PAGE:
Reginald McKnight’s work is a refreshing change from much of the black protest literature of the 1970’s and 1980’s. While white people are often presented as unpleasant, annoying, and mean-spirited, they are seldom presented as outrightly diabolical. McKnight deliberately refrains from political statement in his fiction, believing that art has the higher purpose of bringing a sense of joy to the reader, the type of joy that makes one think that “life is deep, limitless, and meaningful.” Yet he does not believe that art should be harmless. “It should get under your skin,” he says. McKnight refuses to accept or to promote any singular concept of black identity; instead, he respects the diversity of black experience found in the United States and elsewhere.
Like many writers, McKnight draws heavily on personal experience to find subject matter for his stories. For example, several stories found in his collections are set in West Africa with an anthropologist as the narrator. Other stories include the painful experience of being one of a handful of black children in a school. His experience in the military is also woven into several stories. His stories, however, are no mere transcription of personal experience. He is equally successful in portraying the experiences of black working-class males.
Many of McKnight’s stories are boldly experimental in point of view, tone, style, and concept. His stories set in West Africa are particularly notable for their non-western philosophical views and the incorporation of the fantastic. For example, in “The Homunculus: A Novel in One Chapter” (found in The Kind of Light That Shines on Texas), the protagonist is a young writer in a fairy-tale-like place who becomes so consumed with his writing that it becomes a flesh and blood likeness of himself. McKnight’s work is characterized by his successful, convincing use of multiple voices.
“Uncle Moustapha’s Eclipse”
“Uncle Moustapha’s Eclipse,” the title story of McKnight’s first collection, is narrated in the broken English of a Senegalese interpreter working for an American anthropologist living in Africa. This story has the feel of a folktale; that is, it is clearly meant to teach a lesson. Uncle Moustapha is a successful peanut farmer, who lives in a small African village with his three wives and seven children. His only problem is that he constantly thinks of death; he would not have this problem if he had not adopted the white man’s tradition of celebrating his birthday. On the eve of his sixtieth birthday (or at least what he has designated as his birthday), he goes to bed anticipating an eclipse of the sun, which has been predicted for the next day. On the following morning, a white scientist arrives to set up his viewing equipment on Uncle Moustapha’s land. The scientist warns Moustapha not to view the eclipse directly with naked eyes. At first, Moustapha complies and views the eclipse properly through the scientific equipment. However, he quickly becomes overjoyed with the eclipse, believing that it was sent to him as a gift from Allah and his ancestors. Moustapha runs to fetch his favorite wife, Fatima. They rush together to the baobab tree, which is believed to house the spirits of their ancestors. After a brief prayer, Moustapha experiences a rush of heightened sensory perceptions. He turns to stare at the eclipse with his eyes wide open, so that he can see “it all in supreme detail.” As he returns home, the world seems more beautiful to him than ever before, except for a black shape that begins to flicker on and off in his left eye. The ending of the story is ambiguous. It is not clear whether he goes blind or it is death that is finally coming to Uncle Moustapha. However, he has no regrets because he has seen “what no other living soul has seen today.” Clearly, he does not believe that going blind or even dying is too great a price to pay for such a magnificent experience.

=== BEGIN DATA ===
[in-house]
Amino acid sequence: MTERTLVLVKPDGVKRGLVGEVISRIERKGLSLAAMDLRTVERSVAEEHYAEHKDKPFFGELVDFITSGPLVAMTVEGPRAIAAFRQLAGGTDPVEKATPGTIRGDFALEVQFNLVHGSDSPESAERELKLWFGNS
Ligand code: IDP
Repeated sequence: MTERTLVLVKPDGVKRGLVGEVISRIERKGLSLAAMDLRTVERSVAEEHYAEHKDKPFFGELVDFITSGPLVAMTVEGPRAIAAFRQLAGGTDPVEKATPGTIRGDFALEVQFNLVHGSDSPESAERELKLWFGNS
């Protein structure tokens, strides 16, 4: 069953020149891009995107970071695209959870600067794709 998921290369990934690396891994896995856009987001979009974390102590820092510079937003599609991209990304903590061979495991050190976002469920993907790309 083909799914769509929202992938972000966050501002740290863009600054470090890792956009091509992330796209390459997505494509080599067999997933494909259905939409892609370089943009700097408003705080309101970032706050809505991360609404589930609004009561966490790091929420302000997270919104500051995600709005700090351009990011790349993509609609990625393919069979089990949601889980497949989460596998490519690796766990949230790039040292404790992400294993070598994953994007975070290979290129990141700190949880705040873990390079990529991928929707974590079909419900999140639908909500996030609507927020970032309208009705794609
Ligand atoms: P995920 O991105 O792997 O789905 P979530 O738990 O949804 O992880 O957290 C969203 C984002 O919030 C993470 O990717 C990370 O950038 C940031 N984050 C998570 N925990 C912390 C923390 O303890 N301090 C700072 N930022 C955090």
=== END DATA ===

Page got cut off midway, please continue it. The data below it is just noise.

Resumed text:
“The Kind of Light That Shines on Texas”
In this O. Henry Award-winning story, McKnight explores the ambivalence of friendship, not just between blacks and whites but also between blacks and blacks. Clinton Oates, the narrator, is one of three black children in his sixth-grade class in Waco, Texas. Oates, who is eager to prove himself inoffensive to whites, feels embarrassed by...
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